It has been an extremely bust two weeks for MulkearLIFE and our work colleagues in Inland Fisheries Ireland as the project completed a full catchment wide electrofishing survey. Unlike in 2012, this work was scheduled and completed according to plan, as was the case in 2010 and 2011.
Two boat crews work towards downstream net, June 2013 (Image: Bríd O’ Connor)
This work, the 4th annual fish stock survey, took place in various rivers throughout the catchment which, thankfully, were at near normal levels. Over the past four years, MulkearLIFE has, with the support of Inland Fisheries Ireland colleagues, undertaken electrofishing survey work at various sites on the Bilboa, Newport, Doonana, Cahernahillia, Annagh, Killeenagarriff, Gortnageragh and Mulkear rivers.
Two boat crews work towards downstream net, June 2013 (Image: Glen Wightman)
The focus of the 16 sites this year was primarily the Mulkear, the Annagh, Newport and Bilboa rivers. The relatively good weather conditions over the past two weeks allowed the project to undertaken the catchment wide electro-fishing survey without incident or disturbance.
Removing all fish from downstream net, June 2013 (Image: Ruairí Ó Conchúir)
What is Electrofishing?
Electrofishing involves the use of specifically designed equipment which passes an electric current through the water in a river. This temporarily stuns the fish within the radius of the electrode (usually no more than a few meters in diameter) and causes the fish to float to the surface (turn) where they are then collected with a net. MulkearLIFE uses both backpack equipment and equipment which can be placed in a boat. The sites are surveyed to the Water Framework Directive (WFD) standard so that ecological status can be assigned to each site. The entire basis on the work is to assess fish stocks throughout the catchment. To get a snap shot of the stability or otherwise of fish stock and to assess what beneficial impact the instream works undertaken as part of the work programme of MulkearLIFE is having on fish stocks and especially what impact have such works have had on salmon numbers.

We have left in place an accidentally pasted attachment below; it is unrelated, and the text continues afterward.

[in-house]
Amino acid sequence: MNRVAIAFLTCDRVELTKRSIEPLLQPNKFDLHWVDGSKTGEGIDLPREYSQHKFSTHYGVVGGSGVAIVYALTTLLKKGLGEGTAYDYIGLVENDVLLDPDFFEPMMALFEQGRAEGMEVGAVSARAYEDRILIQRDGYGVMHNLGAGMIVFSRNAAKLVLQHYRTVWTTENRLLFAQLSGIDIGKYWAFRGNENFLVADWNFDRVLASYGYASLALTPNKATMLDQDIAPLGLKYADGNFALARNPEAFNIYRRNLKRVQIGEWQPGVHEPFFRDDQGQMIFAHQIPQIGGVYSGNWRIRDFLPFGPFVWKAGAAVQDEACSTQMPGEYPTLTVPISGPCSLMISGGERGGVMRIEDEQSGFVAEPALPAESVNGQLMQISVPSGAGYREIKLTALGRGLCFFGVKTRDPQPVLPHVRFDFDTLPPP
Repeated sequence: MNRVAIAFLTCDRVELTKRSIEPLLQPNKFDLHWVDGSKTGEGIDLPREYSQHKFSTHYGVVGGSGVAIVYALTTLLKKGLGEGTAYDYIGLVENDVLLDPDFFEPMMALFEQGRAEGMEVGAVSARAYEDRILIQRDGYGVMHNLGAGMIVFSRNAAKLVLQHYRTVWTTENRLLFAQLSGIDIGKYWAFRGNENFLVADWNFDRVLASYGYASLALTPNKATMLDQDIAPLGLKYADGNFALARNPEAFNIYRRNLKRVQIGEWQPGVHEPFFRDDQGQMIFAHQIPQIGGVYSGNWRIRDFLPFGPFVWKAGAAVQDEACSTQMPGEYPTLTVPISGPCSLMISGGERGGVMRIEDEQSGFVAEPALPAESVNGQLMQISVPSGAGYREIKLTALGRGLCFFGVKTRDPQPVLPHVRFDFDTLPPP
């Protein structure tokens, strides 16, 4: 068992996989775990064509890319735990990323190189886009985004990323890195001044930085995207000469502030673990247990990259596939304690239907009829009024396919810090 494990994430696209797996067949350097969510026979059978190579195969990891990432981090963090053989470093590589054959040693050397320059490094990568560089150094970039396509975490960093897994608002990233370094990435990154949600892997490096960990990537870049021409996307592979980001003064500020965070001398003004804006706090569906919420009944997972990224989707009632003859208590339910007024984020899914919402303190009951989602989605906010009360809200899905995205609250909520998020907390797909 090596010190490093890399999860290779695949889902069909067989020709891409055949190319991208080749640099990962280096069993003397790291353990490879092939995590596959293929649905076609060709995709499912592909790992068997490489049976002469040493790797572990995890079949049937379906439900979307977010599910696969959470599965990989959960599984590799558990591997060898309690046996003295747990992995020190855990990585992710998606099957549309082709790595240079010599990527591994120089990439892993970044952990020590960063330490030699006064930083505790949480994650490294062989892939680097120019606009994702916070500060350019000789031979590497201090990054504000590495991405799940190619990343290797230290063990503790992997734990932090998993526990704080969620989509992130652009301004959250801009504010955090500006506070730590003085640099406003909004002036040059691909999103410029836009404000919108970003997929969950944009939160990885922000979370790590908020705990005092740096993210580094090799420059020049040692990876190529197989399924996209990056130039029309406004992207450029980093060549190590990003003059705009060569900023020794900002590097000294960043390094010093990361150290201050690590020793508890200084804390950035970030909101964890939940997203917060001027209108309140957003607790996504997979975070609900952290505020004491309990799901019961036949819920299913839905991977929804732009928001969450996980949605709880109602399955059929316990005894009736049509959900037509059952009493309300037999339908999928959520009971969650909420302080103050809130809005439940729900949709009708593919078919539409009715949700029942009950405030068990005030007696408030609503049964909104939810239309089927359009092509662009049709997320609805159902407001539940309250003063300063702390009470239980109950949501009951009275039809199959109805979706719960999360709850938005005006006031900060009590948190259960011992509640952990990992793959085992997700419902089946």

All fish are recorded from minnows to large sea lamprey (Image: Ruairí Ó Conchúir)
How Does MulkearLIFE Carry Out Electrofishing Survey Work?
All sites used by MulkearLIFE are different. Hence, the recourse requirements (staff, boats, nets, electrofishing packs) differ also. The basic elements of the work consist of the installation of nets across the width of a river channel. These nets are secured at locations upstream and downstream of the selected site (section of river channel) which forms part of MulkearLIFE’s network of sites throughout the catchment in which annual electrofishing takes place. In a survey involving two boats, as indicated in the images from the 19th June 2013, the electrofishing equipment is placed in the boats and used by MulkearLIFE / IFI staff in that section of river channel between the nets. Fish are drawn towards the electrode net and are collected with nets as they turn in the water. The fish are quickly captured, transferred by net into larger temporary holding tanks and fully recorded before being immediately released.
All fish species are measured and weighed, June 2013 (Image: Ruairí Ó Conchúir)
Once recorded all fish are returned unharmed to the river (Image: Ruairí Ó Conchúir)
Why Does MulkearLIFE Electrofish?
MulkearLIFE is required to undertake annual electrofishing surveys to assess the status of fish stocks at selected sites throughout the catchment. Having established a baseline in previous years, the electrofishing survey allows MulkearLIFE to calculate the total number of fish species that are present in a particular site or river channel. The catchment wide survey allows the project to build up a picture across the entire catchment. The analysis of the data allows the project to assess the condition of the fish, together with their size and age. This is an extremely useful indicator of the quality of the water courses in the catchment and their importance in supporting fish and aquatic life in general.
The annual fish stock survey is a major operation (Image: Ruairí Ó Conchúir)
As the month of June closes out, MulkearLIFE is delighted that it has managed to electrofish all of its survey sites throughout the catchment this year. The data from the 2013 survey sites, once fully analysed, will greatly assist the project in assessing the merits of its instream work.
The boatmen – Noel Sheehan and Flan Ryan, June 2013 (Image: Ruairí Ó Conchúir)